Welcome to the SSA | Bienvenue a l'AÉS
Monday | 29 May 2023 | 6:30pm
@ 519 Church Street Community Centre, Toronto
Free and open to the public! Refreshments and beverages served!
This event is co-sponsored by the Federation’s Open Programs Fund
How to figure oneself and one’s choices in the currently unfolding global ecological crisis? How might we contend with longstanding tensions about we humans’ varying and simultaneous recognition and denial of our animality, and the complex imbrications of these actions with desire and death in the context of an ecological emergency? And what might we learn from other animals’ own experiences with the disciplining and liberation of their wildness?
In this keynote presentation, Professor Andil Gosine elaborates key contentions in his recent book Nature’s Wild: Love, Sex and Law in the Caribbean, including his call for rejection of complicity with the historical onus put upon marginalized subjects—including queer, poor and non-white people—in the Americas to prove themselves “human, not animal.” Drawing upon artistic representations of the chicken and related interdisciplinary scholarship—e.g. on the entwinement of anxieties about bestiality and sodomy in law—and integrating autobiography that references his own experiences with chickens (as well as his own artwork), Dr. Gosine will weigh the tensions and choices we experience and face about our “wildness” in the midst of global ecological crisis, through discussion of visual artworks that have sprung from his text and which centre an interdisciplinary analysis of the chicken and its genetic precursor, the Sri Lankan junglefowl. Some of these works will make their public debut at the keynote, including Dr. Gosine’s textile tapestry “Chicken,” and his collaborative diptych completed with London-based painter Angie Quick.
Andil Gosine is Professor of Environmental Arts and Justice at York University. His research, teaching, artistic and curatorial practices pursue consideration of the imbrications of power, ecology and desire, as reflected in his co-authored book Environmental Justice and Racism in Canada, and in his essays that have appeared in scholarly anthologies like Queer Ecology, Queer Youth Cultures, Queering Online and Queerly Canadian, as well as in journals including Topia, Canadian Woman Studies, Sexualities, Art in America and Wasafiri. Dr. Gosine’s artwork has been exhibited at various venues internationally, and recent curatorial projects include Wendy Nanan at the Art Museum of the Americas, the acclaimed everything slackens in a wreck at Ford Foundation Gallery, the forthcoming Unfinished Work at the Leslie-Lohman Museum and as-yet-untitled solo show of new works by the artist with whom he has worked most closely, Kelly Sinnapah Mary, at Aicon Gallery in New York. In 2021, Duke University Press published his Nature’s Wild: Love, Sex and Law in the Caribbean, a text which has become the catalyst for several artistic collaborations and is the subject of three critical essays in current edition of the journal Small Axe.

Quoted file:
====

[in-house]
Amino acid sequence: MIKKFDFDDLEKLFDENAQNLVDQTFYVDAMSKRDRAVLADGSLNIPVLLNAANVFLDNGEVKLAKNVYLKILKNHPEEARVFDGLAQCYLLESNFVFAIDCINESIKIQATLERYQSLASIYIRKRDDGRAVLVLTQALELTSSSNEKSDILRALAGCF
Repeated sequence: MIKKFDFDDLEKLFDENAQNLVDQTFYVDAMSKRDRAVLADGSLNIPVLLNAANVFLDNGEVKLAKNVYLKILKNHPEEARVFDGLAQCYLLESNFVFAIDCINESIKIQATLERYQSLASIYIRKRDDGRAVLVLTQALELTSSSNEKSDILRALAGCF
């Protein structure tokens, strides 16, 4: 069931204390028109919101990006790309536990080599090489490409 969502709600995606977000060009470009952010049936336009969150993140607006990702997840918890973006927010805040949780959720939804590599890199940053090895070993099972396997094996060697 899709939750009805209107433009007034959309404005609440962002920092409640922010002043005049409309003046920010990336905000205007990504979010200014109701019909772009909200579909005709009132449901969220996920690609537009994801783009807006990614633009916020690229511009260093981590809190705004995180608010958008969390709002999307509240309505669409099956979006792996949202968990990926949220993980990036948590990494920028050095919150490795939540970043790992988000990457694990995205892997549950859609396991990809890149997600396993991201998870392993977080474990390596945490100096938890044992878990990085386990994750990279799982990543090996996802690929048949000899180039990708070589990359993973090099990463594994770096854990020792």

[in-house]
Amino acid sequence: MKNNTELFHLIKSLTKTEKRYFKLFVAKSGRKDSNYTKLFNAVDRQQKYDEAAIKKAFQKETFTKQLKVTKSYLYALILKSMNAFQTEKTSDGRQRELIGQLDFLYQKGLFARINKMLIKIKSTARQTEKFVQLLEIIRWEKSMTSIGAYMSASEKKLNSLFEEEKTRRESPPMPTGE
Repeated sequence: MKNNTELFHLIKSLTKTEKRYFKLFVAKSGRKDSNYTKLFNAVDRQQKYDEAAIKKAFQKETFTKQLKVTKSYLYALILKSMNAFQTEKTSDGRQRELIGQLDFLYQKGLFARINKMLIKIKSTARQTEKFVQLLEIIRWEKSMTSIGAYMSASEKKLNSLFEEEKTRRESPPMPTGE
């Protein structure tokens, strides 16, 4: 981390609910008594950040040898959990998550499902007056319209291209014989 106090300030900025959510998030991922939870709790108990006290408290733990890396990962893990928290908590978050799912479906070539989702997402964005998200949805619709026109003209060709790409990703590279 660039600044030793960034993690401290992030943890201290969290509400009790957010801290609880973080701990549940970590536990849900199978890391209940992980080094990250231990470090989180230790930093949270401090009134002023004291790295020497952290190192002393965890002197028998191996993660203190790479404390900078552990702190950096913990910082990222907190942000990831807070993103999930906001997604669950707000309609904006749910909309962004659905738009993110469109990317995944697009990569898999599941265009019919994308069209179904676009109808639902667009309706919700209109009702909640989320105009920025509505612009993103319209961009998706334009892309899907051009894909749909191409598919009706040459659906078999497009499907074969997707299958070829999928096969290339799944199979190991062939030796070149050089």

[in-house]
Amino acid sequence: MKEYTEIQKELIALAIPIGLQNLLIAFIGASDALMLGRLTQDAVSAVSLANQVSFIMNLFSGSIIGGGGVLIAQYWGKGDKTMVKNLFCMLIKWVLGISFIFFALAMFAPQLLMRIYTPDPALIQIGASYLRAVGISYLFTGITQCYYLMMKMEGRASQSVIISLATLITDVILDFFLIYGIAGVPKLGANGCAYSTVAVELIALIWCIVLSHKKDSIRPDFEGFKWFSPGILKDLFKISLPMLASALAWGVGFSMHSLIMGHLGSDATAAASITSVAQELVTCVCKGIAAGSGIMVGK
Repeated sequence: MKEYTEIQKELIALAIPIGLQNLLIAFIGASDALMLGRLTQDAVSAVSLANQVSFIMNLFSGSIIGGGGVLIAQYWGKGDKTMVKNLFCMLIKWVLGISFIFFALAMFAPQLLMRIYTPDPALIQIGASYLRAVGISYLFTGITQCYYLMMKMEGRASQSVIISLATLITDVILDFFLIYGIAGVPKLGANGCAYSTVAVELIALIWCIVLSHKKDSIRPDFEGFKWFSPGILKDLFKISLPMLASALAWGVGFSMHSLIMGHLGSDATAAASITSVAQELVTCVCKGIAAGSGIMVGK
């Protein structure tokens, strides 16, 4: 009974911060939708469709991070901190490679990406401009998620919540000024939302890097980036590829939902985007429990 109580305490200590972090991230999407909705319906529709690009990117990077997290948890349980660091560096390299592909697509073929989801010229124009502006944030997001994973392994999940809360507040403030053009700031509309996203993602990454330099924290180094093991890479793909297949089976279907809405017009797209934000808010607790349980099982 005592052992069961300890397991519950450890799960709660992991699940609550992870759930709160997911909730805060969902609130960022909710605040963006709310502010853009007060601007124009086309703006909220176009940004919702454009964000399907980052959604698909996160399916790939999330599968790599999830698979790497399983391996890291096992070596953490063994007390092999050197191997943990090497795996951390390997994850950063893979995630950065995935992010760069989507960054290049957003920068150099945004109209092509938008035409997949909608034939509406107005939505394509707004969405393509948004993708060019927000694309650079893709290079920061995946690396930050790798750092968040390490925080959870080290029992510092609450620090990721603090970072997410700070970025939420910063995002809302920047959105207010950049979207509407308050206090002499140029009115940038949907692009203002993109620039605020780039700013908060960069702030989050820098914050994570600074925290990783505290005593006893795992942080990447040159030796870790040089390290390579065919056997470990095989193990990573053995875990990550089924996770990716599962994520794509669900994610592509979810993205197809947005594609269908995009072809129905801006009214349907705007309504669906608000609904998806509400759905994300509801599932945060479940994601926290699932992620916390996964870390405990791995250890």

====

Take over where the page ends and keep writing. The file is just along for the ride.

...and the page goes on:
Wednesday | 31 May 2023 | 10:45am – 12:30pm,
@ York University, Curtis Lecture Hall G
This fall Concordia University Press will publish the third edition of Gary Kinsman’s The Regulation of Desire, first published in 1987, with an expanded edition in 1996. This plenary will be a preview of what is coming in the 2023 edition focusing on both the emergence and resistance against the white Neoliberal Queer. The third edition includes a new Introduction, a revised chapter on the colonization and resistance of Indigenous peoples, an updated chapter on what has taken place since 1996 including the emergence of the Neoliberal Queer, and a revised conclusion based on abolitionist hope and revolutionary love.
Speakers include Gary Kinsman (also co-author of The Canadian War on Queers: National Security as Sexual Regulation) who will refer to sections from the Introduction and Conclusion of the third edition; OmiSoore Dryden, of #GotBlood2Give, who has written the Forward for the third edition and is the James R. Johnston Chair in Black Canadian Studies, Faculty of Medicine, Dalhousie; Beverly Bain, Black Radical Queer anti-capitalist feminist revolutionary who teaches in Women and Gender Studies at the University of Toronto, Mississauga; River Rossi whose research resides in the fields of critical disability studies, Mad studies, critical trans studies, sexuality studies, settler colonial studies, and anti-capitalist social movements; and queer historian Tom Hooper who has written the Afterword to this edition. This sets the stage for an engaged discussion on how we can move beyond the Neoliberal Queer.